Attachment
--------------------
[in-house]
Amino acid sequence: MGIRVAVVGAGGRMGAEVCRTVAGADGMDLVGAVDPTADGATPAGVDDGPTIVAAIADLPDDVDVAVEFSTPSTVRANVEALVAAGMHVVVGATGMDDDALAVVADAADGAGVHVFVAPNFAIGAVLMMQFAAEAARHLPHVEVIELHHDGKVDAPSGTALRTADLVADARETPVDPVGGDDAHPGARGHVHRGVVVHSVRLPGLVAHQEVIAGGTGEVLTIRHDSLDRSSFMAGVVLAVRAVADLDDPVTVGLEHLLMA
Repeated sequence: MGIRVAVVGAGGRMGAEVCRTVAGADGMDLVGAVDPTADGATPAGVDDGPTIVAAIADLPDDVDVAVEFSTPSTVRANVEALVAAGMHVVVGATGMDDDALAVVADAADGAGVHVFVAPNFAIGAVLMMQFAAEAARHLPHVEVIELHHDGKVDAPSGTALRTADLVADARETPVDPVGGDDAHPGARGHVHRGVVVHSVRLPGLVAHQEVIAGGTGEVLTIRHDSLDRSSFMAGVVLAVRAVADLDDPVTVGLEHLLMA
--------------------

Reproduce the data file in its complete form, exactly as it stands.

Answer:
[in-house]
Amino acid sequence: MGIRVAVVGAGGRMGAEVCRTVAGADGMDLVGAVDPTADGATPAGVDDGPTIVAAIADLPDDVDVAVEFSTPSTVRANVEALVAAGMHVVVGATGMDDDALAVVADAADGAGVHVFVAPNFAIGAVLMMQFAAEAARHLPHVEVIELHHDGKVDAPSGTALRTADLVADARETPVDPVGGDDAHPGARGHVHRGVVVHSVRLPGLVAHQEVIAGGTGEVLTIRHDSLDRSSFMAGVVLAVRAVADLDDPVTVGLEHLLMA
Repeated sequence: MGIRVAVVGAGGRMGAEVCRTVAGADGMDLVGAVDPTADGATPAGVDDGPTIVAAIADLPDDVDVAVEFSTPSTVRANVEALVAAGMHVVVGATGMDDDALAVVADAADGAGVHVFVAPNFAIGAVLMMQFAAEAARHLPHVEVIELHHDGKVDAPSGTALRTADLVADARETPVDPVGGDDAHPGARGHVHRGVVVHSVRLPGLVAHQEVIAGGTGEVLTIRHDSLDRSSFMAGVVLAVRAVADLDDPVTVGLEHLLMA